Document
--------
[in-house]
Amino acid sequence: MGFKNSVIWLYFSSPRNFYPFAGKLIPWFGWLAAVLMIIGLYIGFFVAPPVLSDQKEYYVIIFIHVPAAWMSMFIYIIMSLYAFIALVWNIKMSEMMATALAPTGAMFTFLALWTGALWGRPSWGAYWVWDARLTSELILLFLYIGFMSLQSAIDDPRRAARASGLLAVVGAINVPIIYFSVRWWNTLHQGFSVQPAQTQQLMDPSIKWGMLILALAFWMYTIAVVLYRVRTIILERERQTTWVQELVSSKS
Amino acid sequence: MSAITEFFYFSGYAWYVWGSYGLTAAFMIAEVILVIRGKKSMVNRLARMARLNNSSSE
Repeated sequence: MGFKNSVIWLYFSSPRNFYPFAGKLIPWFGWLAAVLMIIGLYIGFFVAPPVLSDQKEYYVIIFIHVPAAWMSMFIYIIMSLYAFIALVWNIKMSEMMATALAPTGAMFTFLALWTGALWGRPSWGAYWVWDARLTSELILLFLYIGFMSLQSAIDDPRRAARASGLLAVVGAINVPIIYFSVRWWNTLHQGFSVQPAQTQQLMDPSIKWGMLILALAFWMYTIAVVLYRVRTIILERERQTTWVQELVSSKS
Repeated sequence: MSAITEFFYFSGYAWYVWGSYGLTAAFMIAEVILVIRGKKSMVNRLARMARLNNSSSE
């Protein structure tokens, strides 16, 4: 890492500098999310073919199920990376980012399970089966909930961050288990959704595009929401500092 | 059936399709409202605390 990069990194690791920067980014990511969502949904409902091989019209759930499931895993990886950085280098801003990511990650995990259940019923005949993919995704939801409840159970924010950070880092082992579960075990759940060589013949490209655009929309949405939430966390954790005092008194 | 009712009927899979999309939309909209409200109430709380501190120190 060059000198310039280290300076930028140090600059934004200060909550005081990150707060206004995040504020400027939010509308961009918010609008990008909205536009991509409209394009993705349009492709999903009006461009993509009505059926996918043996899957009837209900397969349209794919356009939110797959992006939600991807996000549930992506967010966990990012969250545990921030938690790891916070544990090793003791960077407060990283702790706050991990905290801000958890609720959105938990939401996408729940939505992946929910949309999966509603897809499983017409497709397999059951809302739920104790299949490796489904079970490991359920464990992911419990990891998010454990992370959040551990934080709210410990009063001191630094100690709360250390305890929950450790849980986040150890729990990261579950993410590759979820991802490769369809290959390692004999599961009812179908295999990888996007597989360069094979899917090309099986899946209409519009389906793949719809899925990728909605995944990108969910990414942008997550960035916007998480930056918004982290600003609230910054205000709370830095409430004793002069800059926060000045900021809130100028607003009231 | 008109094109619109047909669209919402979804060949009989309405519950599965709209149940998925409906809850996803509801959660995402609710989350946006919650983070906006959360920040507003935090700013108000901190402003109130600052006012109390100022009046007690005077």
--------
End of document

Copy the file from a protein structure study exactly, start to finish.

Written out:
[in-house]
Amino acid sequence: MGFKNSVIWLYFSSPRNFYPFAGKLIPWFGWLAAVLMIIGLYIGFFVAPPVLSDQKEYYVIIFIHVPAAWMSMFIYIIMSLYAFIALVWNIKMSEMMATALAPTGAMFTFLALWTGALWGRPSWGAYWVWDARLTSELILLFLYIGFMSLQSAIDDPRRAARASGLLAVVGAINVPIIYFSVRWWNTLHQGFSVQPAQTQQLMDPSIKWGMLILALAFWMYTIAVVLYRVRTIILERERQTTWVQELVSSKS
Amino acid sequence: MSAITEFFYFSGYAWYVWGSYGLTAAFMIAEVILVIRGKKSMVNRLARMARLNNSSSE
Repeated sequence: MGFKNSVIWLYFSSPRNFYPFAGKLIPWFGWLAAVLMIIGLYIGFFVAPPVLSDQKEYYVIIFIHVPAAWMSMFIYIIMSLYAFIALVWNIKMSEMMATALAPTGAMFTFLALWTGALWGRPSWGAYWVWDARLTSELILLFLYIGFMSLQSAIDDPRRAARASGLLAVVGAINVPIIYFSVRWWNTLHQGFSVQPAQTQQLMDPSIKWGMLILALAFWMYTIAVVLYRVRTIILERERQTTWVQELVSSKS
Repeated sequence: MSAITEFFYFSGYAWYVWGSYGLTAAFMIAEVILVIRGKKSMVNRLARMARLNNSSSE
């Protein structure tokens, strides 16, 4: 890492500098999310073919199920990376980012399970089966909930961050288990959704595009929401500092 | 059936399709409202605390 990069990194690791920067980014990511969502949904409902091989019209759930499931895993990886950085280098801003990511990650995990259940019923005949993919995704939801409840159970924010950070880092082992579960075990759940060589013949490209655009929309949405939430966390954790005092008194 | 009712009927899979999309939309909209409200109430709380501190120190 060059000198310039280290300076930028140090600059934004200060909550005081990150707060206004995040504020400027939010509308961009918010609008990008909205536009991509409209394009993705349009492709999903009006461009993509009505059926996918043996899957009837209900397969349209794919356009939110797959992006939600991807996000549930992506967010966990990012969250545990921030938690790891916070544990090793003791960077407060990283702790706050991990905290801000958890609720959105938990939401996408729940939505992946929910949309999966509603897809499983017409497709397999059951809302739920104790299949490796489904079970490991359920464990992911419990990891998010454990992370959040551990934080709210410990009063001191630094100690709360250390305890929950450790849980986040150890729990990261579950993410590759979820991802490769369809290959390692004999599961009812179908295999990888996007597989360069094979899917090309099986899946209409519009389906793949719809899925990728909605995944990108969910990414942008997550960035916007998480930056918004982290600003609230910054205000709370830095409430004793002069800059926060000045900021809130100028607003009231 | 008109094109619109047909669209919402979804060949009989309405519950599965709209149940998925409906809850996803509801959660995402609710989350946006919650983070906006959360920040507003935090700013108000901190402003109130600052006012109390100022009046007690005077």